How To Remove Inner Bearing and Seal on Harbor Freight Trailers

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    If you are one of the thousands of people that purchase a Haul Master Trailer from Harbor Freight Tools the process of setting up and building the trailer correctly will take you a few days. You probably can complete it in about 4 hours if you just don’t care.
    I am in the process of doing this myself and there is a part that needs a little more explaining than the instruction manual provides.

    I will only be explaining the removal of the rear / inner bearing and seal in this how to and other how tos will explain the packing of bearings and other assembly requirements.

    The process of installing the wheel hubs require repacking of the bearings in the hub. If you are not experienced at this or if you learned on your own or by taking suggestions from people online you might end up destroying some brand new parts just so you can assemble your trailer. This is not necessary and if you do it the right way you won’t be waiting weeks for a new seal or set of bearings.

    It seems from reading many suggestions from other owners that the grease that comes from the factory in the wheel bearings is more of a packing grease to protect the bearings from rusting while sitting in a warehouse and it should be replaced. I am not certain that this grease is Vaseline or packing grease but it is definitely not a high speed, heavy duty, high temperature grease which is what you must put in a trailer hub.

    The problem you will face when building your trailer is that the inner bearing seal is installed. This means if you use a bearing seal puller or something worse like a screw driver to get it out you will destroy it.

    The Grease Seal is used to retain grease in the bearing over time. The front bearing has a hub cap and its bearing must be packed manually at an interval based on use. If you use your trailer every day then you might have to pack the bearings every month. If you use it a few times a year then you can service your bearings once a year. It depends on the mileage, speed and other factors. Servicing requires disassembly of the hub and the manual cleaning and repacking of the bearings.

    The front bearing is relatively easy to get at. You remove the bearing hub cap and then remove the cotter pin and castellated nut. The entire hub will now come off with the bearings. I suggest you keep the hub mounted in the tire and wheel while working on it because it allows better control.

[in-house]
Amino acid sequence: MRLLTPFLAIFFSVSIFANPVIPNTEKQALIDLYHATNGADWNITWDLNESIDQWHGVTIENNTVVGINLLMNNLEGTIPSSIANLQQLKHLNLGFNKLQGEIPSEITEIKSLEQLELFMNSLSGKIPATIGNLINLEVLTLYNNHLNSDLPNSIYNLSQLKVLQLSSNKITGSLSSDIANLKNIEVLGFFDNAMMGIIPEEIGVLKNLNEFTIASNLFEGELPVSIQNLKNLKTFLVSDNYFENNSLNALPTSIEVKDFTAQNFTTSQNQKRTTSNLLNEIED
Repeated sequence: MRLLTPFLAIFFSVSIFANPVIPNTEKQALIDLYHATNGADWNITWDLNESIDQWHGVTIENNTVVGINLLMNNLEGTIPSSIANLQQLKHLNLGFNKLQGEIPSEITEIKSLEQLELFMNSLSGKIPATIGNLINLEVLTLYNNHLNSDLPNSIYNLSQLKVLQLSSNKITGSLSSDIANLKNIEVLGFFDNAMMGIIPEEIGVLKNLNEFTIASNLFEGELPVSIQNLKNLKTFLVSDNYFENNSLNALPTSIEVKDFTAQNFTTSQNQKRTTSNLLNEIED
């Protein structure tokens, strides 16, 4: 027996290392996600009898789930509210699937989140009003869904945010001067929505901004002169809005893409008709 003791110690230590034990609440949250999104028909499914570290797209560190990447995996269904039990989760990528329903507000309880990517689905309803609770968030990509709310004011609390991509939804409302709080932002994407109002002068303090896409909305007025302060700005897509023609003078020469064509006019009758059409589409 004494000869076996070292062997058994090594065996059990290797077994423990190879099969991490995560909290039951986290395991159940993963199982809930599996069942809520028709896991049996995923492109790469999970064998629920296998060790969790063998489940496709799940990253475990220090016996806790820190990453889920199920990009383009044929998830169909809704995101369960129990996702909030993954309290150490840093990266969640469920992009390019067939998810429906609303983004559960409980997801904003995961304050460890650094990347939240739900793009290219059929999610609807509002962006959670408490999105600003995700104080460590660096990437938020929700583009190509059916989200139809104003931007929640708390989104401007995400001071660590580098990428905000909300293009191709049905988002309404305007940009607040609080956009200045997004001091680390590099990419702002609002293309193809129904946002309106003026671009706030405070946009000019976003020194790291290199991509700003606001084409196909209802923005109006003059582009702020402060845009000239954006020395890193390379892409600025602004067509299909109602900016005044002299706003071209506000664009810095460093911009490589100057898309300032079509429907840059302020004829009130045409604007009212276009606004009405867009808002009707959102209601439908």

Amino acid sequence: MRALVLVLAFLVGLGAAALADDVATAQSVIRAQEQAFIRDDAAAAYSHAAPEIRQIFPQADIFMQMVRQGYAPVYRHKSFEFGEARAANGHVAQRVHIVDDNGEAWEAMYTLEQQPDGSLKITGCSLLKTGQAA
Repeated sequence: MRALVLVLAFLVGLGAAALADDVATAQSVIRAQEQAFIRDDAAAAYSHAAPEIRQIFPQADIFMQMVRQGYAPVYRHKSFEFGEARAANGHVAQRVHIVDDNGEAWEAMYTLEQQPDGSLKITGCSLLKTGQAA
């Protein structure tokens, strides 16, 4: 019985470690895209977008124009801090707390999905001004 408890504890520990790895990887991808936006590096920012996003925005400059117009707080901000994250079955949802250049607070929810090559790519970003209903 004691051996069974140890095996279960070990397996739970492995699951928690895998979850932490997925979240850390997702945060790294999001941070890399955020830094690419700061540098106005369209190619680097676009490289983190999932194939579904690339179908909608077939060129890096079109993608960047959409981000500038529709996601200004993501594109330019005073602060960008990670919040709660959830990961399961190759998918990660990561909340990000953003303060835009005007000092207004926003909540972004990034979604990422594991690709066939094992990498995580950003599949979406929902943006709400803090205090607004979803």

Removing the Inner Bearing and Seal on your Trailer

    Once you have the outer bearing and hub removed but still mounted to your tire and wheel the process of removing your inner bearing and seal is not too difficult but it does require care.

    Use a paper towel and clean the back of the inner bearing by stuffing it through the outer bearing and through the center of the hub.

    Once it is pretty clean in there you will see the two inner rings of the roller bearing. You will also see the outer most ring which is the back of the race.

    The bearing race ring is about 1/8th inch thick and you will only be hammering on this ring to remove the bearing all in one piece. See Image Outside Race. You will be tapping the back of the outer most ring you see when looking into the hub.

    Some people like to use a long center punch to tap on the back side of the race ring to force it out the back. I would suggest that you use a socket wrench extension so you do not cause damage.

    Place the female end of the extension into the hub and press its edge to the outside wall of the hub and down on to the bearing race. Remember we are only tapping on that outside ring that is 1/8th inch wide.

    When tapping out the race you want to do it evenly so it will not get cocked in the hub and possibly get deformed.

    Give a firm tap at 12 o’clock and then move to 6 o’clock and then to 3 o’clock and then to 9 o’clock.

    Follow this pattern as you tap out the entire race, bearing and seal.

    It should only take a firm but light tapping of a few pounds pressure but it will take many taps to get it free. Less pressure is better. Take your time you only have two of these to do.

    Once the race is forced far enough through the hub the seal will pop out and the bearing will drop off so you should put a shop towel or crumpled paper towels under it to catch the bearing and seal.

    You do not need to remove the inner bearing race completely if you are only removing the bearing seal and roller bearings for repacking. Just tap it out far enough so the seal pops off.

    Using a matching sized but slightly smaller socket you can then reinsert the bearing race by tapping it back into place. The best method would be to use a bearing race installer but if you don’t have one and can’t run out to buy one a socket or even a center punch will work.

    Remember to seat the bearing race evenly. Inspect that it is seated by placing your finger into the hub and feeling for a gap. If you can not then use a visual inspection.

    Final Note

    At this point your parts are ready for servicing and you have not destroyed your bearing or bearing seals.

    You will need to clean all the parts and then repack the bearing with high temperature heavy duty wheel bearing grease.

    Use a proper degreaser such as brake cleaner and not a general purpose solvent that could end up breaking down your new grease. If you have compressed air blow the bearing dry before packing.

    Remember clean all parts to remove metal fragments that can destroy your bearings very quickly.

    Set aside a good hour and a half to complete this job including repacking the bearings and installing them on the axle.

    You will need brake cleaner, High Temperature Heavy Duty Wheel Bearing Grease, Hand Tools and a bit of luck to not slip and trash your bearings.

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